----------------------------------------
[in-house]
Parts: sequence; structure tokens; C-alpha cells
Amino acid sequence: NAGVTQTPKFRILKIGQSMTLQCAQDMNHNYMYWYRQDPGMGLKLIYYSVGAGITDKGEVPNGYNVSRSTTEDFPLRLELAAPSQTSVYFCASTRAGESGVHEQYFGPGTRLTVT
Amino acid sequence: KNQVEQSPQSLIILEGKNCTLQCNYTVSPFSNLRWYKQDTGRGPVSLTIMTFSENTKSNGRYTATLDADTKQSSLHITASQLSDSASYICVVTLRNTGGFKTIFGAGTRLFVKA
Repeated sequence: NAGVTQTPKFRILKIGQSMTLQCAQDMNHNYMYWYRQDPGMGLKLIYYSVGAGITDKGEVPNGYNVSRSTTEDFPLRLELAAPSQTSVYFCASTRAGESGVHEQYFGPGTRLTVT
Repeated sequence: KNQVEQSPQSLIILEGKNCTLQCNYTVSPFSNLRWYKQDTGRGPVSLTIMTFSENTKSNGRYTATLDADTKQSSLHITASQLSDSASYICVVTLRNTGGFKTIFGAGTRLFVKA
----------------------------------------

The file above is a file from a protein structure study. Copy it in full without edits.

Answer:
[in-house]
Parts: sequence; structure tokens; C-alpha cells
Amino acid sequence: NAGVTQTPKFRILKIGQSMTLQCAQDMNHNYMYWYRQDPGMGLKLIYYSVGAGITDKGEVPNGYNVSRSTTEDFPLRLELAAPSQTSVYFCASTRAGESGVHEQYFGPGTRLTVT
Amino acid sequence: KNQVEQSPQSLIILEGKNCTLQCNYTVSPFSNLRWYKQDTGRGPVSLTIMTFSENTKSNGRYTATLDADTKQSSLHITASQLSDSASYICVVTLRNTGGFKTIFGAGTRLFVKA
Repeated sequence: NAGVTQTPKFRILKIGQSMTLQCAQDMNHNYMYWYRQDPGMGLKLIYYSVGAGITDKGEVPNGYNVSRSTTEDFPLRLELAAPSQTSVYFCASTRAGESGVHEQYFGPGTRLTVT
Repeated sequence: KNQVEQSPQSLIILEGKNCTLQCNYTVSPFSNLRWYKQDTGRGPVSLTIMTFSENTKSNGRYTATLDADTKQSSLHITASQLSDSASYICVVTLRNTGGFKTIFGAGTRLFVKA